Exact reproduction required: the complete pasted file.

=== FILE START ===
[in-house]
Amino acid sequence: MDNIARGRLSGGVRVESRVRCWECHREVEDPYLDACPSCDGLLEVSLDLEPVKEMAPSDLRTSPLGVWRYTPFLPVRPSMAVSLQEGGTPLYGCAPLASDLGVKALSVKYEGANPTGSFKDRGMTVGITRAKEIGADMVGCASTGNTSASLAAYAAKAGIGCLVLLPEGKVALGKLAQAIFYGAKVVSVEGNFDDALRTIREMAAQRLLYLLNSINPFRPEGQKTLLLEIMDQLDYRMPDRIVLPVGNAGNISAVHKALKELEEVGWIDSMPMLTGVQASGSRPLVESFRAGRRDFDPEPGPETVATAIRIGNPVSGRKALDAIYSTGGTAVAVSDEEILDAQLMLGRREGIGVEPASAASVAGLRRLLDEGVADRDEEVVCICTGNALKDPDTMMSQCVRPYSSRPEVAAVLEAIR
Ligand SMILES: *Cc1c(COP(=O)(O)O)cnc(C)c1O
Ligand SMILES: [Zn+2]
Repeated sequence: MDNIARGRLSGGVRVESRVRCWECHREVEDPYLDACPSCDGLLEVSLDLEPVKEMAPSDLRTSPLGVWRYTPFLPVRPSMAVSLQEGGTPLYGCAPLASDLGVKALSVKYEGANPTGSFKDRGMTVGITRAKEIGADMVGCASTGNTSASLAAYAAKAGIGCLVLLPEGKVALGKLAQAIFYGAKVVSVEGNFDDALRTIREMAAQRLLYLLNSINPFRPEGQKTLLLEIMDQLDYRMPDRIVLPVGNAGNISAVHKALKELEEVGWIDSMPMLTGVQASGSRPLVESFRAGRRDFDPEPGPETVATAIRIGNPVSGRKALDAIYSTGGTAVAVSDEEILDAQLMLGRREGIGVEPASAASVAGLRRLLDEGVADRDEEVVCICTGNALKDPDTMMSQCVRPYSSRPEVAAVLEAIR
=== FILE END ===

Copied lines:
[in-house]
Amino acid sequence: MDNIARGRLSGGVRVESRVRCWECHREVEDPYLDACPSCDGLLEVSLDLEPVKEMAPSDLRTSPLGVWRYTPFLPVRPSMAVSLQEGGTPLYGCAPLASDLGVKALSVKYEGANPTGSFKDRGMTVGITRAKEIGADMVGCASTGNTSASLAAYAAKAGIGCLVLLPEGKVALGKLAQAIFYGAKVVSVEGNFDDALRTIREMAAQRLLYLLNSINPFRPEGQKTLLLEIMDQLDYRMPDRIVLPVGNAGNISAVHKALKELEEVGWIDSMPMLTGVQASGSRPLVESFRAGRRDFDPEPGPETVATAIRIGNPVSGRKALDAIYSTGGTAVAVSDEEILDAQLMLGRREGIGVEPASAASVAGLRRLLDEGVADRDEEVVCICTGNALKDPDTMMSQCVRPYSSRPEVAAVLEAIR
Ligand SMILES: *Cc1c(COP(=O)(O)O)cnc(C)c1O
Ligand SMILES: [Zn+2]
Repeated sequence: MDNIARGRLSGGVRVESRVRCWECHREVEDPYLDACPSCDGLLEVSLDLEPVKEMAPSDLRTSPLGVWRYTPFLPVRPSMAVSLQEGGTPLYGCAPLASDLGVKALSVKYEGANPTGSFKDRGMTVGITRAKEIGADMVGCASTGNTSASLAAYAAKAGIGCLVLLPEGKVALGKLAQAIFYGAKVVSVEGNFDDALRTIREMAAQRLLYLLNSINPFRPEGQKTLLLEIMDQLDYRMPDRIVLPVGNAGNISAVHKALKELEEVGWIDSMPMLTGVQASGSRPLVESFRAGRRDFDPEPGPETVATAIRIGNPVSGRKALDAIYSTGGTAVAVSDEEILDAQLMLGRREGIGVEPASAASVAGLRRLLDEGVADRDEEVVCICTGNALKDPDTMMSQCVRPYSSRPEVAAVLEAIR